10 Apr The Northern Snakehead: Coming to a Creek Near You?
By David Lanier, Arundel Rivers Federation
Channa argus, commonly known as the Northern Snakehead, is an invasive fish that is native to parts of China, Korea, and Russia. They were first discovered in the wild in Maryland when one was infamously caught in a pond in Crofton, Maryland in 2002. This incident sparked a
nationwide media frenzy. Some were claiming this fish, with a head like a snake’s and a mouth full of sharp teeth, had the ability to walk on land, survive out of water for long periods of time, and even eat your pets. Some of those claims are partially true, but rest assured your pets are safe. In a separate incident, some individuals were released into the Potomac River and formed a breeding population there sometime around 2004. Since then, the Northern snakehead has expanded its range to every major tributary to the Chesapeake Bay. Last summer, South, West, and Rhode Riverkeeper Jesse Iliff found a large dead snakehead in Pocahontas Creek in the South River. I have personally observed adult fish in the headwaters of the South River in Davidsonville and in the tidal waters of Church Creek in Annapolis. Anecdotal reports from local anglers say the fish can be caught all over the South, West, and Rhode Rivers. Currently, the largest concentrations of the fish can be found in the Potomac and the rivers in and around Blackwater National Wildlife Refuge.
Despite their well-earned reputation in the Chesapeake watershed, snakeheads are fascinating fish worthy of admiration. It is true that snakeheads can live out of water for an extended period of time. Research indicates that as long as the fish stays moist, they can survive for several days on land. This is thanks to their ability to breathe air. Snakeheads, like many ancient fishes and a select few existing fish, can gulp and breathe air thanks to a labyrinth organ. This ability to breathe air allows snakeheads to survive in stagnant, oxygen-deficient waters like drainage ditches and floodplain pools. It is not true that the fish can “walk” on land, but they are known to squirm and wriggle along through shallow waters or if they are placed or leap onto land. Another interesting aspect of their lifecycle, and one which may contribute to their rapid spread, is their breeding habits. Snakeheads have been observed spawning multiple times per year, releasing up to 100,000 eggs each time. Once the eggs hatch the baby fish, or “fry” form a school that is aggressively guarded against predators by one or sometimes both snakehead parents!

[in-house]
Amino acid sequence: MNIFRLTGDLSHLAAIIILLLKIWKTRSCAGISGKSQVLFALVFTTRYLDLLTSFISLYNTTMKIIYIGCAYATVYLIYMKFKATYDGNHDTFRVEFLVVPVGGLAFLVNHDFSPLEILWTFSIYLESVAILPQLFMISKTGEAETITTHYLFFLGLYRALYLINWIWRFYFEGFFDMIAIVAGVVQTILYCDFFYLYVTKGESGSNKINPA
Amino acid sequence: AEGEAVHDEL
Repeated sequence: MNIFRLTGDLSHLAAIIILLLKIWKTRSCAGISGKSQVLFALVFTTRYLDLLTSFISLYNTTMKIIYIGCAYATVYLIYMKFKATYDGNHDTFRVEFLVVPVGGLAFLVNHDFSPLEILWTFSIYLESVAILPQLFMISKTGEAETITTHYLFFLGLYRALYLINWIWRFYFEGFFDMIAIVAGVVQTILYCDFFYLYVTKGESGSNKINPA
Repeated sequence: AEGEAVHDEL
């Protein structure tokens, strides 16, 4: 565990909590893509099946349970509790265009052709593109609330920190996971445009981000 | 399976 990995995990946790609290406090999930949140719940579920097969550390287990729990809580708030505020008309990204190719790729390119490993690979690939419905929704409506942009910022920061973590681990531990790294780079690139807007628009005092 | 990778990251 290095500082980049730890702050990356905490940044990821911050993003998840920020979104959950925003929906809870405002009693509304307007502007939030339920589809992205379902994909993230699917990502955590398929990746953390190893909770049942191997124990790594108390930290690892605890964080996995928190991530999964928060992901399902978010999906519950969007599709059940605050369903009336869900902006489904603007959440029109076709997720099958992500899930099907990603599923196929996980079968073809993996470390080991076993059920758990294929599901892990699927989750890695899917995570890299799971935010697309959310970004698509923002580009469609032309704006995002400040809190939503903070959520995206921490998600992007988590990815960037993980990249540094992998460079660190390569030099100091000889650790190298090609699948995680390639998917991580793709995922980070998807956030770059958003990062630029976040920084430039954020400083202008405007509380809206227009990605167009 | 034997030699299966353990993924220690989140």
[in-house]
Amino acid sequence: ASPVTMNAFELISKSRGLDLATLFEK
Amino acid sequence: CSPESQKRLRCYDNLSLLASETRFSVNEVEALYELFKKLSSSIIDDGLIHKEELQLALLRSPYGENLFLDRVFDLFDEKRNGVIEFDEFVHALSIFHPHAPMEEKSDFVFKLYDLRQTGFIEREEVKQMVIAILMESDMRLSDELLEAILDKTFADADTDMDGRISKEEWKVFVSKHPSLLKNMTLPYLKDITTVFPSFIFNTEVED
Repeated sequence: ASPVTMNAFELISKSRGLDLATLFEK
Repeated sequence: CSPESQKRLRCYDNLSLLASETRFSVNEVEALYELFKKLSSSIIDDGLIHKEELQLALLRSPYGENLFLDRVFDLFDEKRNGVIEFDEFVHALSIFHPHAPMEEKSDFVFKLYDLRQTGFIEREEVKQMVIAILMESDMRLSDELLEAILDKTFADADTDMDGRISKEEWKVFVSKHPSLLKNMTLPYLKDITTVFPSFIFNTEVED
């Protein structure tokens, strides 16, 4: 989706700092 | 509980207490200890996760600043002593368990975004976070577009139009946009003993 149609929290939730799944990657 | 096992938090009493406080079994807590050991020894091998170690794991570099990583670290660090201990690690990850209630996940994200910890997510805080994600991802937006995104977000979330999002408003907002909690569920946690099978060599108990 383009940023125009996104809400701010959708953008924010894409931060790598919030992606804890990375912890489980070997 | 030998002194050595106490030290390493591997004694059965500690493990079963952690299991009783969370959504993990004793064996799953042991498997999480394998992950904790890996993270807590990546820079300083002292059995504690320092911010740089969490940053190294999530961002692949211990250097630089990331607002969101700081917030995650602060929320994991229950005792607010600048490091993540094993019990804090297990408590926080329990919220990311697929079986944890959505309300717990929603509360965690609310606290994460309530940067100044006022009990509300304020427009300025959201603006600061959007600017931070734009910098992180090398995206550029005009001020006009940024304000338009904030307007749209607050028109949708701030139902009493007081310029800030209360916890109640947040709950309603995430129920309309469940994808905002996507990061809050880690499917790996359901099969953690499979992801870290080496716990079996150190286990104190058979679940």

What does this mean for our rivers? The snakeheads diet primarily consists of fish, but they are opportunistic feeders and will prey on nearly anything that passes by including insects, crustaceans, amphibians, and even small birds and rodents. This is bad news for our native fauna. Being a top-tier predator, the snakehead is feeding on smaller fishes such as white perch, yellow perch, and sunfish. These are important food sources for our native top predators such as chain pickerel and striped bass.
What can you do? Go fishing! Snakeheads prefer shallow, slow moving waters with a lot of structure and aquatic vegetation. You should target these areas but they can be caught in open water. Fishing from a dock or paddling to the upper reaches of your local creek is the best bet. If you’re already an angler, there’s probably no need for you to buy new lures, as snakeheads are not picky eaters and will likely go after any lure you have in your tackle box. Snakeheads are most frequently and effectively targeted with crankbaits, spinnerbaits, and top-water lures. That said, you may need to upgrade your tackle. Snakeheads are frequently caught at 30 inches in length and 15+ pounds, and are ferocious fighters once hooked. A medium or medium-heavy rod with 15 to 20 pound test line will handle most fish. Step up to 30 pound test if you fish in dense vegetation and waters that have a lot of snags. Many anglers who target larger fish use 50 pound test for good measure. Head to your local tackle shop and tell them you are after snakeheads and they will be happy to get you set up.
If you do catch a snakehead, DNR prefers that you harvest it. Snakeheads are well known for their white, flaky meat and mild taste, which is frequently compared to that of striped bass. It is legal to release a snakehead that you catch provided that you release it at the site of the catch. Transport of a live snakehead is illegal and can result in steep fines. If you see or catch a snakehead in one of our rivers, be sure to report it to the Maryland Department of Natural Resources and your Riverkeeper.
For more information, visit the Maryland DNR fisheries page on snakeheads: